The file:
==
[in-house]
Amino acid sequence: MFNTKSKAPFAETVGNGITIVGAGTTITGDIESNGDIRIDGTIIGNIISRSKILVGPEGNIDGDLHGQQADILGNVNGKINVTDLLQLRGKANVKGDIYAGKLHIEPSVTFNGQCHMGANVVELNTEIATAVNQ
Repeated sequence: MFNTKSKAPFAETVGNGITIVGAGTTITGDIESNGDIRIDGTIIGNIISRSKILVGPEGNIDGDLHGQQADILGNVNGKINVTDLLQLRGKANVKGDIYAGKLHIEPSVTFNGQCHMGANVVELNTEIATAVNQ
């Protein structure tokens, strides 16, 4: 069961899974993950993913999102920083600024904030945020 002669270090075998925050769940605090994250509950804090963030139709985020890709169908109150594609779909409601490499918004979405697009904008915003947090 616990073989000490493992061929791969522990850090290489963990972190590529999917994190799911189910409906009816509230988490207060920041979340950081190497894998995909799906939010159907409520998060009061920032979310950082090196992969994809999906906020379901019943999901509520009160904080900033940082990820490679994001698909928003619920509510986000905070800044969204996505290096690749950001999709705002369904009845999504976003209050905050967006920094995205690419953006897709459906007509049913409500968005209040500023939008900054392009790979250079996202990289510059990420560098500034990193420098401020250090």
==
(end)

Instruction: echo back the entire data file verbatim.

[in-house]
Amino acid sequence: MFNTKSKAPFAETVGNGITIVGAGTTITGDIESNGDIRIDGTIIGNIISRSKILVGPEGNIDGDLHGQQADILGNVNGKINVTDLLQLRGKANVKGDIYAGKLHIEPSVTFNGQCHMGANVVELNTEIATAVNQ
Repeated sequence: MFNTKSKAPFAETVGNGITIVGAGTTITGDIESNGDIRIDGTIIGNIISRSKILVGPEGNIDGDLHGQQADILGNVNGKINVTDLLQLRGKANVKGDIYAGKLHIEPSVTFNGQCHMGANVVELNTEIATAVNQ
């Protein structure tokens, strides 16, 4: 069961899974993950993913999102920083600024904030945020 002669270090075998925050769940605090994250509950804090963030139709985020890709169908109150594609779909409601490499918004979405697009904008915003947090 616990073989000490493992061929791969522990850090290489963990972190590529999917994190799911189910409906009816509230988490207060920041979340950081190497894998995909799906939010159907409520998060009061920032979310950082090196992969994809999906906020379901019943999901509520009160904080900033940082990820490679994001698909928003619920509510986000905070800044969204996505290096690749950001999709705002369904009845999504976003209050905050967006920094995205690419953006897709459906007509049913409500968005209040500023939008900054392009790979250079996202990289510059990420560098500034990193420098401020250090």